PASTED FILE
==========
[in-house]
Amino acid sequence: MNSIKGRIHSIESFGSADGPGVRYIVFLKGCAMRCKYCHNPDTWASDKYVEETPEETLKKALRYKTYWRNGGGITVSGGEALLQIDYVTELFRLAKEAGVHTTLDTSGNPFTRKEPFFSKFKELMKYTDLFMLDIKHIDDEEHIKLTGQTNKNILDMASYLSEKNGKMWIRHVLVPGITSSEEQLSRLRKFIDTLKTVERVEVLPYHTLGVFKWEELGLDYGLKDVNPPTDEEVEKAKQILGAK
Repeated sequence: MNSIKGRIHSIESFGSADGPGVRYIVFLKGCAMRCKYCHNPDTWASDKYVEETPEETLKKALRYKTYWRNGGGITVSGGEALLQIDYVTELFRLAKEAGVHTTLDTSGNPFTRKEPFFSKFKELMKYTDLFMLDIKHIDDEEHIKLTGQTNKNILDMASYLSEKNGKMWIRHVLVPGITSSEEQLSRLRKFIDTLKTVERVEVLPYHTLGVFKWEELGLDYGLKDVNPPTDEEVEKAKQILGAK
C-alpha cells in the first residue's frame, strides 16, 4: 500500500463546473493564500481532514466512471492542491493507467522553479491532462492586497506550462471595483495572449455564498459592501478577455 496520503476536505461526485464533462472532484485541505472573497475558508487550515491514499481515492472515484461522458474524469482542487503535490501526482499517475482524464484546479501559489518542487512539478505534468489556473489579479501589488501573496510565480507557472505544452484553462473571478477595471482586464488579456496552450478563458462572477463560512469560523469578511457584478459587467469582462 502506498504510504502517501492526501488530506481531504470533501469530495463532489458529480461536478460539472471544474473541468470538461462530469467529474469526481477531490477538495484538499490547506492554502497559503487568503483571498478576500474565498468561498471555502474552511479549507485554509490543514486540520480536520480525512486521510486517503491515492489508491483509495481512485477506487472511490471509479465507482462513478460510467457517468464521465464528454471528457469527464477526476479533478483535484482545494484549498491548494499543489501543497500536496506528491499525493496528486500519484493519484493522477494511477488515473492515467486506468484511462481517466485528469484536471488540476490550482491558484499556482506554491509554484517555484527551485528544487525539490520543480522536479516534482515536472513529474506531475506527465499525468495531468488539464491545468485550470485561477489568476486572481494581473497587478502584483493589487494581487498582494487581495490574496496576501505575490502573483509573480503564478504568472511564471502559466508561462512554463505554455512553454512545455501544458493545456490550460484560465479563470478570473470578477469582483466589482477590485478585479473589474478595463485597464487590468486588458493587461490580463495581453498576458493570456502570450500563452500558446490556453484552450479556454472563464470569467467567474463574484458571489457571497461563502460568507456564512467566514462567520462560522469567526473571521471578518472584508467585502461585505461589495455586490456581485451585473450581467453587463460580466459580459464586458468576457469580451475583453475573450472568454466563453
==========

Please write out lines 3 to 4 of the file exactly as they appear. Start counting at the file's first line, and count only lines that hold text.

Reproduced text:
Repeated sequence: MNSIKGRIHSIESFGSADGPGVRYIVFLKGCAMRCKYCHNPDTWASDKYVEETPEETLKKALRYKTYWRNGGGITVSGGEALLQIDYVTELFRLAKEAGVHTTLDTSGNPFTRKEPFFSKFKELMKYTDLFMLDIKHIDDEEHIKLTGQTNKNILDMASYLSEKNGKMWIRHVLVPGITSSEEQLSRLRKFIDTLKTVERVEVLPYHTLGVFKWEELGLDYGLKDVNPPTDEEVEKAKQILGAK
C-alpha cells in the first residue's frame, strides 16, 4: 500500500463546473493564500481532514466512471492542491493507467522553479491532462492586497506550462471595483495572449455564498459592501478577455 496520503476536505461526485464533462472532484485541505472573497475558508487550515491514499481515492472515484461522458474524469482542487503535490501526482499517475482524464484546479501559489518542487512539478505534468489556473489579479501589488501573496510565480507557472505544452484553462473571478477595471482586464488579456496552450478563458462572477463560512469560523469578511457584478459587467469582462 502506498504510504502517501492526501488530506481531504470533501469530495463532489458529480461536478460539472471544474473541468470538461462530469467529474469526481477531490477538495484538499490547506492554502497559503487568503483571498478576500474565498468561498471555502474552511479549507485554509490543514486540520480536520480525512486521510486517503491515492489508491483509495481512485477506487472511490471509479465507482462513478460510467457517468464521465464528454471528457469527464477526476479533478483535484482545494484549498491548494499543489501543497500536496506528491499525493496528486500519484493519484493522477494511477488515473492515467486506468484511462481517466485528469484536471488540476490550482491558484499556482506554491509554484517555484527551485528544487525539490520543480522536479516534482515536472513529474506531475506527465499525468495531468488539464491545468485550470485561477489568476486572481494581473497587478502584483493589487494581487498582494487581495490574496496576501505575490502573483509573480503564478504568472511564471502559466508561462512554463505554455512553454512545455501544458493545456490550460484560465479563470478570473470578477469582483466589482477590485478585479473589474478595463485597464487590468486588458493587461490580463495581453498576458493570456502570450500563452500558446490556453484552450479556454472563464470569467467567474463574484458571489457571497461563502460568507456564512467566514462567520462560522469567526473571521471578518472584508467585502461585505461589495455586490456581485451585473450581467453587463460580466459580459464586458468576457469580451475583453475573450472568454466563453